Oregon grape
(Or"e*gon grape`) (Bot.) An evergreen species of barberry (Berberis Aquifolium), of Oregon and California; also, its roundish, blue- black berries.

(O"re*ide) n. See Oroide.

(O"re*o*don) n. [Gr. 'o`ros, -eos, mountain + 'odoy`s, 'odo`ntos, tooth.] (Paleon) A genus of extinct herbivorous mammals, abundant in the Tertiary formation of the Rocky Mountains. It is more or less related to the camel, hog, and deer.

(O"re*o*dont) a. (Paleon.) Resembling, or allied to, the genus Oreodon.

(O`re*o*graph"ic) a. Of or pertaining to oreography.

(O`re*og"ra*phy) n. [Gr. 'o`ros, -eos, mountain + -graphy.] The science of mountains; orography.

(O`re*os"e*lin) n. (Chem.) A white crystalline substance which is obtained indirectly from the root of an umbelliferous plant and yields resorcin on decomposition.

(||O`re*o*so"ma) n. pl. [NL., from Gr. 'o`ros, -eos, mountain + body.] (Zoöl.) A genus of small oceanic fishes, remarkable for the large conical tubercles which cover the under surface.

(Ore"weed`) n. Same as Oarweed.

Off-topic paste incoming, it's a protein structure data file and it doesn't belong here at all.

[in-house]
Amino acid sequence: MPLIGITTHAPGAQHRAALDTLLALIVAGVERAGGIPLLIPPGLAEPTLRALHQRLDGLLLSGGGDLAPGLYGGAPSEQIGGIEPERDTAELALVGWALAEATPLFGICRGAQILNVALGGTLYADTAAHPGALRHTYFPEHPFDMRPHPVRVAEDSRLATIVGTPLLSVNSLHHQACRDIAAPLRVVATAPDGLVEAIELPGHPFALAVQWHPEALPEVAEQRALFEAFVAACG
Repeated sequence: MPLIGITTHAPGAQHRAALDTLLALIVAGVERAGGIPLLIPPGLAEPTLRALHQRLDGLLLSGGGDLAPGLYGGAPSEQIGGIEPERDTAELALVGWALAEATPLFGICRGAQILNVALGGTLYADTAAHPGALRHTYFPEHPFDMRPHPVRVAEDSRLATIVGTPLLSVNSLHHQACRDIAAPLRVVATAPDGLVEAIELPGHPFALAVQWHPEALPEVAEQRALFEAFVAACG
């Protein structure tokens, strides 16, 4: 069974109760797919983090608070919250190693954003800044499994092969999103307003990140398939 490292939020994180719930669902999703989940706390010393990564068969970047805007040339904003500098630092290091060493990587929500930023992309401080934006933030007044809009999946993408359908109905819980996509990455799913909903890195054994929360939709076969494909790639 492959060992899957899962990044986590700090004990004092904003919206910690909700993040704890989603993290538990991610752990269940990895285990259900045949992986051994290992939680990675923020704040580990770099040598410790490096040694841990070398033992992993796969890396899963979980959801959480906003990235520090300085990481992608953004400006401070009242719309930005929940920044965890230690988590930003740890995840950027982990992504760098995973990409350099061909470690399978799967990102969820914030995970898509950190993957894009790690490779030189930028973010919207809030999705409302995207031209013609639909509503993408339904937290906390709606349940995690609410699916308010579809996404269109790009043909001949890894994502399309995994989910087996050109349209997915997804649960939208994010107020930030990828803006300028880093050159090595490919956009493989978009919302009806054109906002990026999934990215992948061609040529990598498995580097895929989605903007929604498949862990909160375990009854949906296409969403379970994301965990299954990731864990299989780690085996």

(Ore"wood`) n. Same as Oarweed.

(Orf Or"fe) n. (Zoöl.) A bright-colored domesticated variety of the id. See Id.

(Orf"gild`) n. [AS. orf, yrfe, cattle, property + gild, gield, money, fine.] (O. Eng. Law) Restitution for cattle; a penalty for taking away cattle. Cowell.

(Or"fray) n. [F. orfraie. Cf. Osprey, Ossifrage.] (Zoöl.) The osprey. [Obs.] Holland.

(Or"frays) n. [OF. orfrais, F. orfroi; F. or gold + fraise, frise, fringe, ruff. See Fraise, and cf. Auriphrygiate.] See Orphrey. [Obs.] Rom. of R.

(Or"gal) n. (Chem.) See Argol. [Obs.]

(Or"gan) n. [L. organum, Gr. akin to work, and E. work: cf. F. organe. See Work, and cf. Orgue, Orgy.]

1. An instrument or medium by which some important action is performed, or an important end accomplished; as, legislatures, courts, armies, taxgatherers, etc., are organs of government.

2. (Biol.) A natural part or structure in an animal or a plant, capable of performing some special action which is essential to the life or well- being of the whole; as, the heart, lungs, etc., are organs of animals; the root, stem, foliage, etc., are organs of plants.

In animals the organs are generally made up of several tissues, one of which usually predominates, and determines the principal function of the organ. Groups of organs constitute a system. See System.

3. A component part performing an essential office in the working of any complex machine; as, the cylinder, valves, crank, etc., are organs of the steam engine.

4. A medium of communication between one person or body and another; as, the secretary of state is the organ of communication between the government and a foreign power; a newspaper is the organ of its editor, or of a party, sect, etc.

  By PanEris using Melati.

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